The final article is a comparative study across the U.S. states examining how judicial decisions affect education policy indirectly by influencing legislators to tailor their proposed legislation to anticipated court decisions. This is a piece in the developing literature on the influence of courts on legislatures not by judicial review of legislative enactments but by legislative anticipation of court decisions. Teena Wilhelm investigates the preemptive power of the courts on legislative policy in the area of education in the 50 U.S. states between 1990 and 1999. She explains variance both in the number of education bills introduced and the number enacted by the distance between the ideological positions of the courts and the legislature in the area of education, and by the propensity of courts to be active in this area. The article demonstrates that courts do not only influence policy by judicial review of legislation once passed but also by influencing the content of bills that are introduced in the first place and, relatedly, the content of bills that are enacted. It is an example of the value of comparative analysis across the states of the United States.

        There is a tendency to despair about the isolated nature of much of legislative research, about the impression it gives of producing unrelated results that at best clarify narrow puzzles. But it is interesting to note that the six articles in this issue of the Quarterly have common themes. The first theme, the role of anticipated reactions in the relationship between houses in a bicameral legislature, between the executive and the legislature, and between legislatures and courts, is found in the articles by Manow and Burkhart, by Marshall and Prins, and by Wilhelm. These three articles contribute to our general understanding of inter-institutional relationships. The second theme, the role of the electoral connection between members of legislatures and their constituents, presumably central to an understanding of representation, is addressed in the articles by Thames and by Wolak. Research on common themes across political systems, as exemplified in this issue of the Quarterly, demonstrates that comparative research does have a shared agenda and can systematically contribute to our general understanding of the legislative institution.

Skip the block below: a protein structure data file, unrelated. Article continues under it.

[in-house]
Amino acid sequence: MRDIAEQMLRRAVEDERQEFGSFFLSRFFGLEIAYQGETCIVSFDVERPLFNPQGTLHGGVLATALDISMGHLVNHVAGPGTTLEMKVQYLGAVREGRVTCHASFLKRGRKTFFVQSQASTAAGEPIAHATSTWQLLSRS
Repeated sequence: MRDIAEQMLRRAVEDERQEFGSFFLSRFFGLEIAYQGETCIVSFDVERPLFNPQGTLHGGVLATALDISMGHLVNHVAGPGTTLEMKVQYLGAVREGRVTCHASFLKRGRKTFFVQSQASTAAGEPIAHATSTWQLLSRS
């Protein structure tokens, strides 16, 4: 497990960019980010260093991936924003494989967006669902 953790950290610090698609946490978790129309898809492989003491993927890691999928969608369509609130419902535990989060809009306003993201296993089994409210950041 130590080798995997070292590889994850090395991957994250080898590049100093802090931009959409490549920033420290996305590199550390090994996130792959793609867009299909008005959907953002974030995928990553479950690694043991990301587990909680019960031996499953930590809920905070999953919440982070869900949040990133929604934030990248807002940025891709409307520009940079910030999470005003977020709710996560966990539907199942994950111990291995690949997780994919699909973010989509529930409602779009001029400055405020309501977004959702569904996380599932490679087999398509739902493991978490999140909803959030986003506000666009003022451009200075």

—Gerhard Loewenberg,                                          
Comparative Legislative Research Center